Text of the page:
Mr Adams had been found by police on the evening of October 19 sitting in his car, saying he wanted to end his life. He was sectioned under the Mental Health Act and admitted to the Cedar Ward, which provided acute adult care.
The following morning, Steve made a suicide attempt, but was stopped by a member of staff. However, details of the incident were not passed on to other hospital staff. Later that day, he made another attempt and was found unconscious. Appropriate observations had not been made in the two hours previously. Steve died two days after the attempt.
Steve's death was reported to the Coroner, who unusually in these types of cases, decided to hold a jury inquest. Evidence was heard from Mr Adams' daughter, as well as the staff involved in his care over three days.
In her summing up, the Coroner flagged the problems with hospital procedure that, for one, meant that most of the medical staff caring for Mr Adams did not even know about his recent suicide attempt, affecting the care that he received. It was recognised that there had been a failure to adequately assess or review Mr Adams' risk of self-harm or suicide, and that the Trust had failed to take appropriate precautions to protect him from his risk of self-harm or suicide.
The jury agreed, and concluded Steve's death as being "accidental" as opposed to suicide. Mr Adams' children have always believed that their father had not intended to take his own life.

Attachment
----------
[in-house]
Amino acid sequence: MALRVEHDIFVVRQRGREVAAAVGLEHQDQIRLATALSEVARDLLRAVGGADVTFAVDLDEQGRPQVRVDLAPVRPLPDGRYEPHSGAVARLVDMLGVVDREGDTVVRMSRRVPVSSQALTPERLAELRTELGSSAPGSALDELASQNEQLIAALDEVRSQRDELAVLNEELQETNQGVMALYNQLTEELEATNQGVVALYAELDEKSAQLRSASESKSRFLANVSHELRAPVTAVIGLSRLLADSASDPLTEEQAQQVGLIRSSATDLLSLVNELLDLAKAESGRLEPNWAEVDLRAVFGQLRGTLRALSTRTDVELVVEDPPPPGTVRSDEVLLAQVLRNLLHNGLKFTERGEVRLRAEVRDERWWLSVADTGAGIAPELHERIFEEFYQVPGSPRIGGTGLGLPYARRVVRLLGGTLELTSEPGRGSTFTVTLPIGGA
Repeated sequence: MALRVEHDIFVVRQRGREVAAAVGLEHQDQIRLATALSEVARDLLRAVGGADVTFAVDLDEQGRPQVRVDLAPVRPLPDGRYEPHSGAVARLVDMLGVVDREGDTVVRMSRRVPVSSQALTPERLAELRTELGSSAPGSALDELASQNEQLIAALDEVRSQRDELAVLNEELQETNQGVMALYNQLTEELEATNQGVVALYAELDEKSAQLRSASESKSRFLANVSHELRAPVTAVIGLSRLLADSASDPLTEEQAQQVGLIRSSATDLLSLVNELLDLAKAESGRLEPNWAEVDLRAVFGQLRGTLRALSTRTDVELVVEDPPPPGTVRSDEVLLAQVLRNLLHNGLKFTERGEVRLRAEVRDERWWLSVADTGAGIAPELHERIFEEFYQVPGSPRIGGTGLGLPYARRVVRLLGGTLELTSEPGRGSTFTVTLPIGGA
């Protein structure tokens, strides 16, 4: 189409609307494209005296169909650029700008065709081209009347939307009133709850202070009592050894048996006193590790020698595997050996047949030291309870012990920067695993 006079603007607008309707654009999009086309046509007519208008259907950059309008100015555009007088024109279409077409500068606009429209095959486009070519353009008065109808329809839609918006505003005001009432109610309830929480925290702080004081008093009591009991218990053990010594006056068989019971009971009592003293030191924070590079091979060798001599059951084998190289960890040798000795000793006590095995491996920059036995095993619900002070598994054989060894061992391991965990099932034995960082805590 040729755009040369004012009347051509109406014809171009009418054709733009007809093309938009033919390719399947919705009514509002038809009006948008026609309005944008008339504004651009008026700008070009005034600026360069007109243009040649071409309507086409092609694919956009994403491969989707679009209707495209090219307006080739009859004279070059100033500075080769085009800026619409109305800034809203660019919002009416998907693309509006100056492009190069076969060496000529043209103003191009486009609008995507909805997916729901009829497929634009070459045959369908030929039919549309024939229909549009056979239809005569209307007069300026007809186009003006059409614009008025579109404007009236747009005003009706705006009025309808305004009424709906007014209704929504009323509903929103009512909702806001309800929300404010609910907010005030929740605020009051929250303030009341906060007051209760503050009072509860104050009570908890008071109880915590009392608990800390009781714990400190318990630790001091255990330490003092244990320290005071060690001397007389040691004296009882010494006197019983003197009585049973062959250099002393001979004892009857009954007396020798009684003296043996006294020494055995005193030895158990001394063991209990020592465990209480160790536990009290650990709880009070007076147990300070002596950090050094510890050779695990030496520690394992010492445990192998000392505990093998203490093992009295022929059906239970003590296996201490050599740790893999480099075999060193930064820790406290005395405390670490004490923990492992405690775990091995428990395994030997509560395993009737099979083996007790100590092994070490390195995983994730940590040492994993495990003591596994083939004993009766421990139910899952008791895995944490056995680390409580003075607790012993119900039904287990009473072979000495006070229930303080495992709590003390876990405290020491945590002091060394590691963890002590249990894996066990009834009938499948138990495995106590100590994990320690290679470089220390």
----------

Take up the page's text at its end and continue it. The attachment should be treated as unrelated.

The hospital undertook its own investigation into the care provided to Steve, acknowledging the findings of the Inquest conclusion. It produced an internal report, which recognised failures to communicate Mr Adams' previous attempt at suicide at handovers between staff, and the failure to undertake a risk assessment or complete a care plan by the admitting nurse. Procedures did not appear to be followed as laid out in the Trust's own guidelines for clinical handovers. The admitting nurse was the subject of a Fitness to Practice Tribunal hearing, where those failings were also upheld.
Essex Partnership University Hospitals NHS Foundation Trust, which ran the hospital, admitted negligence, accepting that the failure to hand over information about Steve's suicide attempt was a breach of duty of care, and that had such information been provided, Steve would not have died.
Arti negotiated settlement for Mr Adams' three children who were aged 19, 17 and 15 at the time of their father's death. She obtained expert evidence from a Consultant Psychiatrist, who reported that Steve had previously enjoyed and maintained a long term relationship, and had been actively involved in bringing up his daughters. He worked for most of his life, and was actively involved in the community, particularly in Church groups. Had he received appropriate care, Steve would have gone on to make a good recovery, albeit while requiring support at difficult times.
Jade, Steve's eldest daughter said, "The last time I saw my father, he seemed to be in a much better place, although when I spoke to him three days before his death, he was upset and agitated."
She said she was 'hugely relieved' that the case was settled and the family commented:
"I just wanted to say a big 'thank you' for all your hard work with this case, you have certainly helped my family and for the girls' future. I am very grateful. We can’t thank you enough for your help in our dad's case. We definitely could not have done this without your support, and if we can be of any help in any way to recommend you, we would be happy to."
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